The war on cash is getting serious. Ever since Harvard economics guru Kenneth Rogoff and Citigroup chief economist Willem Buiter presented their ideas on eliminating cash in favour of digital money, the anti-cash momentum has gathered pace.
The underlying argument is that cashless transactions would eliminate the underground economy. Moreover, it would help prevent a bank run in the event of a full-flown financial crisis.
JP Morgan Chase, the largest US bank, recently introduced a policy to restrict the use of cash in selected markets. It has banned cash payment for credit cards, mortgages and auto loans. It also prohibits anyone storing cash or coins in its safe-deposit boxes.
Meanwhile Louisiana has passed a law to ban cash payments for second-hand goods. The law requires any purchase of second-hand goods to be made by cheque, electronic transfer or money order.
In Greece, the government has responded to the economic crisis by forcing through a drastic reduction in cash payments. Any bill over 70 euro must now be paid by cheque or credit card. Paying in cash is not only becoming taboo but also illegal.
France has also declared a war on cash, arguing that it will protect its citizens from the threat of terrorism. Finance Minister Michel Sapin said that France needs to fight against the use of untraceable financial dealings in its economy. The French measures to ban cash transactions include:
n Prohibiting French residents from making cash payments of more than 1,000 euros, down from the current limit of 3,000 euros.
n Cutting the cash-payment limit for foreign tourists down to 10,000 euros, from the current limit of 15,000 euros.
n The threshold below which a French resident is free to convert euros into other currencies without having to show an identity card will be slashed from the current level of 8,000 euros to 1,000 euros.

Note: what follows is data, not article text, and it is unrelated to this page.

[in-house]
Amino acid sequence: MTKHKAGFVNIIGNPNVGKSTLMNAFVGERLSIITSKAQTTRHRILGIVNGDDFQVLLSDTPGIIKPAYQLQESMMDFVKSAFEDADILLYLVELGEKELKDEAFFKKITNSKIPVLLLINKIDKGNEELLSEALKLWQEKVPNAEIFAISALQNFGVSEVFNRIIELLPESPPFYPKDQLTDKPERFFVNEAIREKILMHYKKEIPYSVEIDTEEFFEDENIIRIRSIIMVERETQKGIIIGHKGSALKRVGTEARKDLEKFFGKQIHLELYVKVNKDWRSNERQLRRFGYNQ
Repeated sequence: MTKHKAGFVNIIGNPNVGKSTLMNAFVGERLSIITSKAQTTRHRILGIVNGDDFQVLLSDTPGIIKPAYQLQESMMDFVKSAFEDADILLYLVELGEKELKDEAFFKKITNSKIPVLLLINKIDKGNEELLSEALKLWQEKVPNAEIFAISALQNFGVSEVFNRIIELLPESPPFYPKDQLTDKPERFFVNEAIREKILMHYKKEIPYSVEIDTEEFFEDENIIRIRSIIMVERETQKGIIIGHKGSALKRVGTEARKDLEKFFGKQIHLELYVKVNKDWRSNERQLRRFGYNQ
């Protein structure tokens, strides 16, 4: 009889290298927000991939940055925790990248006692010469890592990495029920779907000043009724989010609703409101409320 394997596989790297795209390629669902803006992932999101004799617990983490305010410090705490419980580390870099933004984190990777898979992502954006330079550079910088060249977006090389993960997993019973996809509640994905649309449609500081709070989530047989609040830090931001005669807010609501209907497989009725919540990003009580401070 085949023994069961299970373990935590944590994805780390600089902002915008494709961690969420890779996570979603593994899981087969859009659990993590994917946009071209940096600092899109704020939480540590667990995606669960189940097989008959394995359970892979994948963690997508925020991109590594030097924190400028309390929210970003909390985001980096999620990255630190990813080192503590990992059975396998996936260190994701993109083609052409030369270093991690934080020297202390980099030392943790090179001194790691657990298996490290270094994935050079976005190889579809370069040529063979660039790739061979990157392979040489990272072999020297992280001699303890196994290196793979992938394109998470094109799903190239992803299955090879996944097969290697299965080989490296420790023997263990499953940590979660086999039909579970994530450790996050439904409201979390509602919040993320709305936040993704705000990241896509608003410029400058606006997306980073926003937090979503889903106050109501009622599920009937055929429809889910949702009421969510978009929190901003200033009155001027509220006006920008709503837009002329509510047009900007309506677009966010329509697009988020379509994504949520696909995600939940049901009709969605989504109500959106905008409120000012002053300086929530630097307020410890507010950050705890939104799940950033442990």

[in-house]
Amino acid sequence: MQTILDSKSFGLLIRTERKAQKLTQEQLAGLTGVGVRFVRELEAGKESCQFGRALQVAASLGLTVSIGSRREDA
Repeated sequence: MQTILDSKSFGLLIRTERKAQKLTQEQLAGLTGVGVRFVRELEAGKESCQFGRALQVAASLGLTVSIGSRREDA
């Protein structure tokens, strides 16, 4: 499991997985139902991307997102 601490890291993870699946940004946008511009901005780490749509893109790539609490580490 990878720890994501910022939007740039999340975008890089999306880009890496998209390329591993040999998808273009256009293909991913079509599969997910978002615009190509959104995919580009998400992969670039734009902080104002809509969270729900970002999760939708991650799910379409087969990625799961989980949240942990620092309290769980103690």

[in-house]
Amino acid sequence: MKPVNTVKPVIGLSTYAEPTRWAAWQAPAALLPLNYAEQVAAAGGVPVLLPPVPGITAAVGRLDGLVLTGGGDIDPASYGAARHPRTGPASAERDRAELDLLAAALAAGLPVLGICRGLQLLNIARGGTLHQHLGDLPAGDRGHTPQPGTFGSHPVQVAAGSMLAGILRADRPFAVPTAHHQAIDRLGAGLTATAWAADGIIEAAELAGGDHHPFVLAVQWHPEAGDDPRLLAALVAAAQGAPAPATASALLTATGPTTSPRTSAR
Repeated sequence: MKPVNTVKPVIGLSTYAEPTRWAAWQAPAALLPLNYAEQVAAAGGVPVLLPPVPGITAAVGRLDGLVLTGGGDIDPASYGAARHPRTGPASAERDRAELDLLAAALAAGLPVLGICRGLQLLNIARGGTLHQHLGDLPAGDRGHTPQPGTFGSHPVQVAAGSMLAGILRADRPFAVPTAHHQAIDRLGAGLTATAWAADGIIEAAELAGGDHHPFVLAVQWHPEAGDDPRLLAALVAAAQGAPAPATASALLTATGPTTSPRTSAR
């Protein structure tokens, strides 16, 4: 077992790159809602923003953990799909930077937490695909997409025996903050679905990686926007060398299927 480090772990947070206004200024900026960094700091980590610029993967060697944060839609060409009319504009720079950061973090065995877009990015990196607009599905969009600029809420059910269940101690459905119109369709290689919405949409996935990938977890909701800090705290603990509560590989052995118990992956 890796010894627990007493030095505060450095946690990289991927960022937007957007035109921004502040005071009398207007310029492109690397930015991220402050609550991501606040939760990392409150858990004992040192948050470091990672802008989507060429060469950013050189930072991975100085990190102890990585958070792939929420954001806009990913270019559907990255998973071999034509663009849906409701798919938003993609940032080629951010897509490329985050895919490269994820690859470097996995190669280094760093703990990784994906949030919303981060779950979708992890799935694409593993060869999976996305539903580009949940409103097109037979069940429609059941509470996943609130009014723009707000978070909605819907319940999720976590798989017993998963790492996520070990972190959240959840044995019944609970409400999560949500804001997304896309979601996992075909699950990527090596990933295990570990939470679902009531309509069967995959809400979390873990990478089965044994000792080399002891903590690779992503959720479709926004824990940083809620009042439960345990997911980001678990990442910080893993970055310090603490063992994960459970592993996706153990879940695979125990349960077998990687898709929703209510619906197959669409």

n In addition any cash deposit or withdrawal of more than 10,000 euros during a single month will be reported to the French anti-fraud and money laundering agency.
n Authorities have to be notified of any freight transfers within the EU exceeding 10,000 euros, including by cheque, pre-paid cards, or gold.
Economist Martin Armstrong has pointed out that the war on cash is the foundation of economic totalitarianism. By banning cash, people will no longer have the ability to provide a check against negative interest rates. Now, with many banks in Europe, plus JP Morgan Chase in America, charging customers who deposit at a certain limit, some depositors have little choice but to withdraw their money or to hoard their cash. Digital money will restrict this ability for savers.
In Switzerland, the financial institutions are charging rates for deposits because they are flooded with liquidity seeking a safe haven from the troubled euro zone. Recently, Swiss pension funds withdrew their money from a bank to avoid the negative interest rates. They have decided instead to store their cash in vaults, so as to avoid this financial repression.
Even more so, if savers feel that they don’t trust a certain bank’s solvency, they can withdraw cash, potentially triggering a bank run. But with digital money, savers can’t demand their cash.
Most important, digital money paves the way for the powers that be to gain complete control over the financial system. Any digital transaction leaves a trace, which means the government or other authorities can invade the privacy of it citizens and their every single transaction. Economic freedom comes to an end in a cashless society. But thanks to collusion among the global financial oligarchy, it seems that we are heading towards a world in which cash is bad.